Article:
deflation?

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sosMsos's picture
sosMsos
Status: Bronze Member (Offline)
Joined: Nov 18 2010
Posts: 42
deflation?

Just want to know how a are the chances of deflation after global financial crash before hyperinflation comes into place. As this would pretty much change shortterm positioning. Or are we already in deflation mode, dont understand this?

(Cause in the Weimar republic we had nearly ten years of a deflational crisis befor hyperinflation kicked in that only existed for a few month)

Just questioning this cause, what would be an investment strategie in this scenario?

 

 

ewilkerson's picture
ewilkerson
Status: Gold Member (Offline)
Joined: Jul 18 2010
Posts: 390
Re: deflation?

I imagine that deflation is not going to occur, since the Fed is alreading pumping billions into the economy each week.  It's a complicated question, as you have read on here, because many commonity prices are rising rapidly.  They, I believe, are trying to get the housing market moving.  Anymore deflation there causes loss of wealth and people won't buy things then to get the economy going.  You might wantt to keep an eye on holiday shopping to see how consumers feel.

I'm sure this isn't the best explanation, but it really is a tough question.  Gold and silver seem to be the best way to ride it all out.  There is no perfect answer.  We all just have to hope for the best.  No matter what we do we are going to loose some wealth.  I'm in American oil and gas companies and gold and silver.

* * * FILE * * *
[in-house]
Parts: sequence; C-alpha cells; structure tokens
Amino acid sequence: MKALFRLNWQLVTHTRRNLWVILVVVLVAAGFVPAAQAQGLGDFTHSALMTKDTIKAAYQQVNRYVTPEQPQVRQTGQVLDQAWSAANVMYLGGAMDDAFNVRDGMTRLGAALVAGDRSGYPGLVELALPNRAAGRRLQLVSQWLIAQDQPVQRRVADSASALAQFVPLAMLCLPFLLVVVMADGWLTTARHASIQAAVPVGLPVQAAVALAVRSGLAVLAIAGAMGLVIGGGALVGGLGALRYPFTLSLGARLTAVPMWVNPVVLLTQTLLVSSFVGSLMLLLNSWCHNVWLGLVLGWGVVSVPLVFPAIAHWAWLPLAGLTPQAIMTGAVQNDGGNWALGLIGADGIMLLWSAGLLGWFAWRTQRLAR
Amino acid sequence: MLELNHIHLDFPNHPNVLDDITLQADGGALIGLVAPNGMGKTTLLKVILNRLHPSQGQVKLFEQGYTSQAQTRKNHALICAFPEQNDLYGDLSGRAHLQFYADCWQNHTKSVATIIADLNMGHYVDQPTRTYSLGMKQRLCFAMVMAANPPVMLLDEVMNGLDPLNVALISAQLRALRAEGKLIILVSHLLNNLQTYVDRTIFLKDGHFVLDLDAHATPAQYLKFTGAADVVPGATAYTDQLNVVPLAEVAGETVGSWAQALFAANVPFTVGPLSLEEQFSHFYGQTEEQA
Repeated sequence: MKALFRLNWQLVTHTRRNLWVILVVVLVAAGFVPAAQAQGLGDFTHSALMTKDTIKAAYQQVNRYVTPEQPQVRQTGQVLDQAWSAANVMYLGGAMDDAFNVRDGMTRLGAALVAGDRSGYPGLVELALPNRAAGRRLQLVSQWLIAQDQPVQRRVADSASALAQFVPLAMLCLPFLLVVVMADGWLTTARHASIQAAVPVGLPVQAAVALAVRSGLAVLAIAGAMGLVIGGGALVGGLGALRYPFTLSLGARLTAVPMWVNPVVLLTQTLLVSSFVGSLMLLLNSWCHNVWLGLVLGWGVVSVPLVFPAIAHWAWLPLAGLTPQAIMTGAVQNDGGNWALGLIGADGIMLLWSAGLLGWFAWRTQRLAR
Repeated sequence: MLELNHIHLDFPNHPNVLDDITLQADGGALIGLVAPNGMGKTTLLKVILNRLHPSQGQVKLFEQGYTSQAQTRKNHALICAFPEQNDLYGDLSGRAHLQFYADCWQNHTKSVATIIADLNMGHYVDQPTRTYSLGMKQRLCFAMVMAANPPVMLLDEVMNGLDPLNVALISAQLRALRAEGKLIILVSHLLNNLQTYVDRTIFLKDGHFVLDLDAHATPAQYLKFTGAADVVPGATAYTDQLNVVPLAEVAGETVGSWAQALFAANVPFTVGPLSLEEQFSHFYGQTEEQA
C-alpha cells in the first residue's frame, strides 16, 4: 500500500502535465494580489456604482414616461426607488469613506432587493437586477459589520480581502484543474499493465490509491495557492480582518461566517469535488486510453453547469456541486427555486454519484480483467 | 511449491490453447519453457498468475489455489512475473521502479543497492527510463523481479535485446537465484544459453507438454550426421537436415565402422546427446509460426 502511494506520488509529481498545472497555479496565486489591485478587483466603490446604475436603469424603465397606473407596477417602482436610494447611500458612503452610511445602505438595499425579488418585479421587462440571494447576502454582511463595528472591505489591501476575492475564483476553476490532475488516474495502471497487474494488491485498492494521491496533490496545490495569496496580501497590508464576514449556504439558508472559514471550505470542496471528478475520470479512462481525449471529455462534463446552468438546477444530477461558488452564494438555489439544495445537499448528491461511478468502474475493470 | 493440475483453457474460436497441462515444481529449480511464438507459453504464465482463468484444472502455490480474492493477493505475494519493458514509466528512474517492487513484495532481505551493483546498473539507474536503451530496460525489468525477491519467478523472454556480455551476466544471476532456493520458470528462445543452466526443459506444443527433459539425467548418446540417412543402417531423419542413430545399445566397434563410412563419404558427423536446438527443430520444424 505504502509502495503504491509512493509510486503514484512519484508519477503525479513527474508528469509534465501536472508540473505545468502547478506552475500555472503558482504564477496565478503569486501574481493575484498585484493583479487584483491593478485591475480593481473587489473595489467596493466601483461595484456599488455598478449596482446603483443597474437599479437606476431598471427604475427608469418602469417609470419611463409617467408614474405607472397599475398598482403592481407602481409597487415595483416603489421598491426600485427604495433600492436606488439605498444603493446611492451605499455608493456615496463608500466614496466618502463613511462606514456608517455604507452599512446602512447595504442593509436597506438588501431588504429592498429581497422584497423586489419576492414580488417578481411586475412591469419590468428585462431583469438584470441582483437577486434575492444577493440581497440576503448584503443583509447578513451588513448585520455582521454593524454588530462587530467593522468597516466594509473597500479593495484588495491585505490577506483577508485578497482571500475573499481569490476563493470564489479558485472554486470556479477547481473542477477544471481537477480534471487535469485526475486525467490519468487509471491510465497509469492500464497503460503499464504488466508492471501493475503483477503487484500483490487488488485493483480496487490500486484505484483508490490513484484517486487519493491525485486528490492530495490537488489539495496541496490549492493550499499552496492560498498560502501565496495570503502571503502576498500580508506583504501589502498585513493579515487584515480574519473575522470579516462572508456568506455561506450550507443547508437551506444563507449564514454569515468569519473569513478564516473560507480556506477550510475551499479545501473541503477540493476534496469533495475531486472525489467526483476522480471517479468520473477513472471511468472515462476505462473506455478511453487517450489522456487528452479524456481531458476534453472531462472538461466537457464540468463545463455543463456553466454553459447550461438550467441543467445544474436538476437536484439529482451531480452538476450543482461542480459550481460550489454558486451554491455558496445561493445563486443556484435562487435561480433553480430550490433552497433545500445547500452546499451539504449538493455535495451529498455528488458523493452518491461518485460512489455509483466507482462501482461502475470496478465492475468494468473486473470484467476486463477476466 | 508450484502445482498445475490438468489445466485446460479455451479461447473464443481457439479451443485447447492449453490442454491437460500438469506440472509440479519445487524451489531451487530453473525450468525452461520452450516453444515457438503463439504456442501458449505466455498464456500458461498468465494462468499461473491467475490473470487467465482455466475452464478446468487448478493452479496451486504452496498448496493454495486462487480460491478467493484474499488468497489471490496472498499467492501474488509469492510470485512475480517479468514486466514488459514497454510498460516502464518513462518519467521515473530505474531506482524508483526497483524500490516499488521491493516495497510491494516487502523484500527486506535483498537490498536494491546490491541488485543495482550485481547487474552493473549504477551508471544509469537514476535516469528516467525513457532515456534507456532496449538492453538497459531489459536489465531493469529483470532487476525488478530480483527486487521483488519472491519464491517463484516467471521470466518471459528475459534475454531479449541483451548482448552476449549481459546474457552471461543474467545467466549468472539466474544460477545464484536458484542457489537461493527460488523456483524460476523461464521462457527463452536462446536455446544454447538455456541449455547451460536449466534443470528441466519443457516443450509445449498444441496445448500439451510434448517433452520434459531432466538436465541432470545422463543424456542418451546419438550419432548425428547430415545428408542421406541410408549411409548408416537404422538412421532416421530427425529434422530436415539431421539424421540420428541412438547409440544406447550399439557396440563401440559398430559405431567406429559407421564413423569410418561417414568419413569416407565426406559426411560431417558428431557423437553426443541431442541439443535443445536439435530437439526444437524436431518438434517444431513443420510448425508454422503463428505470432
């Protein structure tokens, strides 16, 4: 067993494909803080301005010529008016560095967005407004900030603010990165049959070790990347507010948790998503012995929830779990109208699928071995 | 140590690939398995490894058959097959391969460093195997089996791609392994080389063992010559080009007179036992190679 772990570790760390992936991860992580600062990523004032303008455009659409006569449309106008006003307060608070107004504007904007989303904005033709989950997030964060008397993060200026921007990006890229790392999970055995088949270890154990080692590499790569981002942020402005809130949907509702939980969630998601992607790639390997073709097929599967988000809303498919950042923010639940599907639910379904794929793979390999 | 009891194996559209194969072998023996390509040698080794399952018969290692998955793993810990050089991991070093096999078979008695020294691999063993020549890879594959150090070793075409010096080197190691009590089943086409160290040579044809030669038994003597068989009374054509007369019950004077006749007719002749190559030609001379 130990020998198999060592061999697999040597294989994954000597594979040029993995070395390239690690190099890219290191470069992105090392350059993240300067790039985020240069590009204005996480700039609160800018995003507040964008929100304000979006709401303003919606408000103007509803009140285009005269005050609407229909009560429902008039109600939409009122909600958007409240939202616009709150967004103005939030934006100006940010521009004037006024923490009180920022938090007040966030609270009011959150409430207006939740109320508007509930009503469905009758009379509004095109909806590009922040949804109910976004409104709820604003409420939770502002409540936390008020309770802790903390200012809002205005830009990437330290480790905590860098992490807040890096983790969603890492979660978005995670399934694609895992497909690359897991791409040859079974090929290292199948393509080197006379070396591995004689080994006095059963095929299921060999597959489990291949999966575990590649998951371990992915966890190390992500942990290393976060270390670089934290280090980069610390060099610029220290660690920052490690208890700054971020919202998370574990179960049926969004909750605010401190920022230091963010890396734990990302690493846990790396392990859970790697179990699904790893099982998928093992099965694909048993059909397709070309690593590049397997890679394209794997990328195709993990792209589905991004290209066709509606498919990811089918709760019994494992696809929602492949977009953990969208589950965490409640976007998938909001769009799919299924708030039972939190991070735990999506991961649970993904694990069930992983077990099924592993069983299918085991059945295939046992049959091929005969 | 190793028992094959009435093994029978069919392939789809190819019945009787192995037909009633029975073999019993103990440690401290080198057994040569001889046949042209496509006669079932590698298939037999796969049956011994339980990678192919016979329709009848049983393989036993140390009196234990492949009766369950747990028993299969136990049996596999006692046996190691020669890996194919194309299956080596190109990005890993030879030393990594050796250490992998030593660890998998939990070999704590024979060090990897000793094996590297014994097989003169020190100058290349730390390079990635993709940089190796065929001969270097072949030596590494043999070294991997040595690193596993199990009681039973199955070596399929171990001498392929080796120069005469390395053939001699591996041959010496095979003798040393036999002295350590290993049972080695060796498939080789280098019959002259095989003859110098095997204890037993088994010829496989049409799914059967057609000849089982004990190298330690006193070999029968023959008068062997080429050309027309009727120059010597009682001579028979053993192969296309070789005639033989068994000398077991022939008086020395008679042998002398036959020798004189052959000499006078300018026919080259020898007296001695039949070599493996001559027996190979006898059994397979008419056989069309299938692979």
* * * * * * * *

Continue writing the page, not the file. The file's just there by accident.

sosMsos's picture
sosMsos
Status: Bronze Member (Offline)
Joined: Nov 18 2010
Posts: 42
Re: deflation?

I read somewhere, that hyperinflation only becomes a real threat if the FED would push in 25 times of current volume.

Atm the commodity prices rise as the dollar looses value. But there is not included the purchasing power of the people. And that purchasing power will decline the heavier the crisis will hit them and the less loans will be granted. -> Usually this will let prices fall -> deflationary crises.

So there will be at the same time - on the one hand the FED pumping up M3 and on the other hand decreasing purchasing power of the people determining comodity prices.

So what will affect the prices more heavily?

Atm i am rideing the commoditiy markets up and down. Risk there is, most of the money is not used cause of  margin requirments, bankroll rules and not enough opportunities. Still searching for a good strategy where all the money is used mosyt efficiently.

 

PS:

here in Europe it looks like we will get a deflation first, we might be already facing it. all the EU countries are falling like

domino stones, and the creditors claims (big banks) will be feeded through tax payer money ->global  expropriation -> deflation.

Stan Robertson's picture
Stan Robertson
Status: Platinum Member (Offline)
Joined: Oct 7 2008
Posts: 665
Re: deflation?
ewilkerson wrote:

I imagine that deflation is not going to occur, since the Fed is alreading pumping billions into the economy each week.  It's a complicated question, as you have read on here, because many commonity prices are rising rapidly.  They, I believe, are trying to get the housing market moving.  Anymore deflation there causes loss of wealth and people won't buy things then to get the economy going.  You might wantt to keep an eye on holiday shopping to see how consumers feel.